Tempotec Sonata iDSD Plus Teardown 1
Tempotec Sonata iDSD Plus Teardown 1

The best way to open it is to use a sharp object to very careful try to detach the glass. To my surprise, this new unit wasn’t glued entirely. It felt as if the glass was just placed on it, with some simple glued tape behind.

Tempotec Sonata iDSD Plus Teardown 2
Tempotec Sonata iDSD Plus Teardown 2

What I can see from it is a thin tape that covers that metal shield which was holding the glass. Now that the glass is removed, I can remove the 4 screws holding the metal plate to the DAC:

Tempotec Sonata iDSD Plus Teardown 3
Tempotec Sonata iDSD Plus Teardown 3

It’s pretty much identical to the previous Tempotec iDSD Plus unit, except that a quick look reveals that there’s no capacitor at the C46 mark.

Tempotec Sonata iDSD Plus Teardown 4
Tempotec Sonata iDSD Plus Teardown 4

In the above picture, you can see that the old unit (the unit below) has a capacitor in the C46 mark. Let’s tale a closer look:

Tempotec Sonata iDSD Plus Teardown 8
C46 capacitor missing in the new unit

It’s missing in the new unit, as can be seen in the photo above.

Tempotec Sonata iDSD Plus Teardown 9
C46 capacitor in the previous unit

And above you can see it in the previous unit.

Tempotec Sonata iDSD Plus Teardown 5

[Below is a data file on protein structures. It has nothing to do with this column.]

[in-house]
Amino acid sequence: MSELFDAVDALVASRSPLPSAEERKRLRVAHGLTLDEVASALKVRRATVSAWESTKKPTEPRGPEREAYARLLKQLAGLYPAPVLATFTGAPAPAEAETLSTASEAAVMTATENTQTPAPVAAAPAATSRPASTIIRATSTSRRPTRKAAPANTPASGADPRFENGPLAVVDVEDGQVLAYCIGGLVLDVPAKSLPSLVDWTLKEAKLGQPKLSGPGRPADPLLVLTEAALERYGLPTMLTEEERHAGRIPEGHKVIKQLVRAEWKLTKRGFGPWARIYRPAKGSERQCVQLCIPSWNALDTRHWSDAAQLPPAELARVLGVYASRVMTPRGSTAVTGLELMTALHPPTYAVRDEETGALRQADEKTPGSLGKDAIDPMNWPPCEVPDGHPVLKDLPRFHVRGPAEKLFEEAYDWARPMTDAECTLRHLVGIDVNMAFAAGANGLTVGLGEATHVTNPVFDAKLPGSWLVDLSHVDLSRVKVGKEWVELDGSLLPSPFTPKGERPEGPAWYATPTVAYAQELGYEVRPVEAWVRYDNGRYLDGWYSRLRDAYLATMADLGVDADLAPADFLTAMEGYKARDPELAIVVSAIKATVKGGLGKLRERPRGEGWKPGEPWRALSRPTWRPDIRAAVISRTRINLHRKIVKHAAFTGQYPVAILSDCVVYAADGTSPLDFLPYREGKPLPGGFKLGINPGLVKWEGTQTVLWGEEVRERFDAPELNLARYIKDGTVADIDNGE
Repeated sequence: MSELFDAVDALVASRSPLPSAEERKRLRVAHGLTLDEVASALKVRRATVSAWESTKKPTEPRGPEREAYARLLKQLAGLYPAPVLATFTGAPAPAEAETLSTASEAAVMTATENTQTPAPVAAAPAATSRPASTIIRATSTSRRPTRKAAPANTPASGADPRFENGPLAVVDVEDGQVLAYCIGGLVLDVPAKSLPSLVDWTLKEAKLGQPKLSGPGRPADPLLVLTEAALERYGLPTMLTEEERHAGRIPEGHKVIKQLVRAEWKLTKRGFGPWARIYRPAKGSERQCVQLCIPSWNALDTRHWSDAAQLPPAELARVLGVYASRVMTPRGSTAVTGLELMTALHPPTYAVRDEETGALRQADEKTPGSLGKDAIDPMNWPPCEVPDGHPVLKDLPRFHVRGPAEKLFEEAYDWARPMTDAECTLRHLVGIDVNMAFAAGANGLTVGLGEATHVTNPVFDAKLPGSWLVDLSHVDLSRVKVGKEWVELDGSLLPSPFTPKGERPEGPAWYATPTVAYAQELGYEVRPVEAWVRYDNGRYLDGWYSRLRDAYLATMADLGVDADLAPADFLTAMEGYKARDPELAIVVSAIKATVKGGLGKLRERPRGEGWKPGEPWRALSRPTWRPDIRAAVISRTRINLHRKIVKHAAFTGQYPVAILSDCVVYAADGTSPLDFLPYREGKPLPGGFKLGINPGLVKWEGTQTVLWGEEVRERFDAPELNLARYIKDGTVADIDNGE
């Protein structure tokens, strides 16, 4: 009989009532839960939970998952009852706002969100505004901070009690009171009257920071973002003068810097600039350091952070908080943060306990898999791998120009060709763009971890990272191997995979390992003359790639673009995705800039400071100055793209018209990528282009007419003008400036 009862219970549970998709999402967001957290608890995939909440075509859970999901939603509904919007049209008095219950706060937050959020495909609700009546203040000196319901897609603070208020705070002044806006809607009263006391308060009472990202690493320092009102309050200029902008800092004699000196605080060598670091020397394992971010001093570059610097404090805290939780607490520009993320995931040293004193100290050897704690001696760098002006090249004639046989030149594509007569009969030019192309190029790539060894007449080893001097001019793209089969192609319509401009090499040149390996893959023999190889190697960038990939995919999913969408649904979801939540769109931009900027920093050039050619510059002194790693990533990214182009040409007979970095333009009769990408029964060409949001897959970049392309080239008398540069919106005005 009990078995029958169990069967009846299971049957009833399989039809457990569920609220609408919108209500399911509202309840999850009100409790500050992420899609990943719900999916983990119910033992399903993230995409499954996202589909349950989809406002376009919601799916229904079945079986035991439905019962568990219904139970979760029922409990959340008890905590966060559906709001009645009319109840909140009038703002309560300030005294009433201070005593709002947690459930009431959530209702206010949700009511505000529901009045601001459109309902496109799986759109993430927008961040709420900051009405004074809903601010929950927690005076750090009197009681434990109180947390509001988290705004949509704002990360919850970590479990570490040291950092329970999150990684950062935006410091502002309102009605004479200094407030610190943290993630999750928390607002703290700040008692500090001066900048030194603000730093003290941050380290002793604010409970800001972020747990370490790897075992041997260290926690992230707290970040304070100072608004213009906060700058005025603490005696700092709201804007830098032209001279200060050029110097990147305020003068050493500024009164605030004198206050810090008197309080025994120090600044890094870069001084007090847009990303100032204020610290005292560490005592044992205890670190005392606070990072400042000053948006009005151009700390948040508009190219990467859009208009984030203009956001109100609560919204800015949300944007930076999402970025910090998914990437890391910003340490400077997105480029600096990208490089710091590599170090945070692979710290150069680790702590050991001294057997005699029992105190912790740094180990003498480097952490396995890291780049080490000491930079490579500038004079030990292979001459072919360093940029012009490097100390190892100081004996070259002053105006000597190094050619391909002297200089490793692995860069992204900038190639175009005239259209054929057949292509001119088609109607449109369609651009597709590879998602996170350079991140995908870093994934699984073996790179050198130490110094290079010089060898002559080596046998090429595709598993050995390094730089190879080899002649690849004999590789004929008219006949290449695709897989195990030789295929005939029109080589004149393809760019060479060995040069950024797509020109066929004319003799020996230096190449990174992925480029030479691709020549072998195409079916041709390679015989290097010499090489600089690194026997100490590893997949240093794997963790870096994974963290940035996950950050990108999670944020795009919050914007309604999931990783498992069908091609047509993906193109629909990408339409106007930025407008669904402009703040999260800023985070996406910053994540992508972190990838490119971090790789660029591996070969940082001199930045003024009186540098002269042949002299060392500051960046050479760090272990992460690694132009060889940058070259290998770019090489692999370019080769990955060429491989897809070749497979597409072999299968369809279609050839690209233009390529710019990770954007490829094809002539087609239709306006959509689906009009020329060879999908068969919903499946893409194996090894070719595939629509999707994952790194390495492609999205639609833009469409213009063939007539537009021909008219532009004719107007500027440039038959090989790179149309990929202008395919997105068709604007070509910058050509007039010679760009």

Tempotec Sonata iDSD Plus Teardown 5

Taking a look at the actual DAC printed circuit board, it also look pretty much identical. I didn’t noticed any difference at first sight, but it does has an IC changed.

Tempotec Sonata iDSD Plus Teardown 7
Tempotec Sonata iDSD Plus Teardown 6

The D4 diode was changed. Above you can see the diode from the new unit, which seems to have been replaced by hand, as it’s not placed straight there. Below, you can see the IC used in the previous unit:

Tempotec Sonata iDSD Plus Teardown 6
Tempotec Sonata iDSD Plus Teardown 7

You can see that one is straight.

It seems that these 2 changes have fixed the Blue LED problem for the new units, and that’s great! They didn’t did a new board revision, and instead they just switched the D4 IC and removed the C46 capacitor. Both boards have the same V1.1 revision written in it.

The battery is the same. Ironically, they also have the same dates. I wonder if Tempotec had to fix old units by hand, sealing it, and selling them as new, or if these are returned units which have been refurbished. Either case, the new Tempotec iDSD Plus works fine, charges fine, and has an excellent sound.

I did, however, noticed that the new unit sometimes have both Green and Red LED turned on simultaneously, making it seem to be orange. The unit doesn’t work at all when this happens.

Tempotec iDSD Plus Orange LED
Tempotec iDSD Plus Orange LED

It seems to work again after I charge the unit a bit. It makes me wonder if it may have to do with the battery voltage when it gets low. While this has been happening rarely, it may represent another underlying problem with this DAC.

I’ll, of course, keep using this DAC because it produces an awesome sound that I really like, and I’ll soon be receiving the newest Hidizs Mermaid MS1 and MS4 In-Ear Monitors which I’d love to use with this DAC.

UPDATE 3/25/2019: Added closer pictures of the C46 capacitor.